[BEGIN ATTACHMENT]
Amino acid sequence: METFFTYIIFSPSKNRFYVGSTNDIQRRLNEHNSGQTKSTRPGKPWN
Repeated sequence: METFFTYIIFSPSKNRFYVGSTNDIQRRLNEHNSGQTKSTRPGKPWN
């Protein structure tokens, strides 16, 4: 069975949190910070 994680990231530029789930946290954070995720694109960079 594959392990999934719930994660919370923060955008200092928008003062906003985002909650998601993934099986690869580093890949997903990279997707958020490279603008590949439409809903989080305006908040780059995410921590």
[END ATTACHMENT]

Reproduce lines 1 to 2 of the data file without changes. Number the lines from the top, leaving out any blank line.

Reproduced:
Amino acid sequence: METFFTYIIFSPSKNRFYVGSTNDIQRRLNEHNSGQTKSTRPGKPWN
Repeated sequence: METFFTYIIFSPSKNRFYVGSTNDIQRRLNEHNSGQTKSTRPGKPWN